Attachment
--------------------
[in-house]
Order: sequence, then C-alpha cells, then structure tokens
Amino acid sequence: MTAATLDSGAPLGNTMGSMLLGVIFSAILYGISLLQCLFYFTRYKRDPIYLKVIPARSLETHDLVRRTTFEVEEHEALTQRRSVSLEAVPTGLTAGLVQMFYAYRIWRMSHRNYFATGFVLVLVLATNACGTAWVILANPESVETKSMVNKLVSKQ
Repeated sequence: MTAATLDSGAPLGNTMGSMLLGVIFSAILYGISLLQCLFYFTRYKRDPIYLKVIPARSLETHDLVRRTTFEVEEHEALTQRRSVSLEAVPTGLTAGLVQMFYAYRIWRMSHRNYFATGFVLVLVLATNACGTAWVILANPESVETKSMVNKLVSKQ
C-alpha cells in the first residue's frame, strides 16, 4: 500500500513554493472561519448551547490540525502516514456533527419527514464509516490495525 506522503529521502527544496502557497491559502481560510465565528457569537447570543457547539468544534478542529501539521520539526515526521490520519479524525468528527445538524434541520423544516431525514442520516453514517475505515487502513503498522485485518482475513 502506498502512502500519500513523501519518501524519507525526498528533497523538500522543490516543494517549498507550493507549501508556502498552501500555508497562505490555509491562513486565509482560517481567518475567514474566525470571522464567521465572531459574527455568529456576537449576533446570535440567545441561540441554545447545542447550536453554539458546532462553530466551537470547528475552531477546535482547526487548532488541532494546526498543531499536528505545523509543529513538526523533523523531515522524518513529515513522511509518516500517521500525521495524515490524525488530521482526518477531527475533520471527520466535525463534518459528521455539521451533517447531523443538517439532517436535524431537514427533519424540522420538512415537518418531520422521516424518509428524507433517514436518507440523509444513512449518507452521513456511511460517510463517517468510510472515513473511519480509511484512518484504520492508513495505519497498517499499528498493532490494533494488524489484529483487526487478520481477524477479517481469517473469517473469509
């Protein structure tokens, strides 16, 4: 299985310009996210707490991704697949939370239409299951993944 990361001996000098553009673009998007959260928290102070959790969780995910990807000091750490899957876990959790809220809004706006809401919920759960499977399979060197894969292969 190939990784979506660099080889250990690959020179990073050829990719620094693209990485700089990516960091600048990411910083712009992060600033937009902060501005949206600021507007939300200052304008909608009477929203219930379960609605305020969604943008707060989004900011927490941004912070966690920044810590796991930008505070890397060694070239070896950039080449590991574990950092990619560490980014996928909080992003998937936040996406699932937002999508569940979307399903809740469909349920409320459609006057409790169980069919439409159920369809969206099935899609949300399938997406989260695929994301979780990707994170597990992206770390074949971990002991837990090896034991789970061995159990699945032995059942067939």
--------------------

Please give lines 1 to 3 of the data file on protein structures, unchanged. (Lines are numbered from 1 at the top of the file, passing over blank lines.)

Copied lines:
[in-house]
Order: sequence, then C-alpha cells, then structure tokens
Amino acid sequence: MTAATLDSGAPLGNTMGSMLLGVIFSAILYGISLLQCLFYFTRYKRDPIYLKVIPARSLETHDLVRRTTFEVEEHEALTQRRSVSLEAVPTGLTAGLVQMFYAYRIWRMSHRNYFATGFVLVLVLATNACGTAWVILANPESVETKSMVNKLVSKQ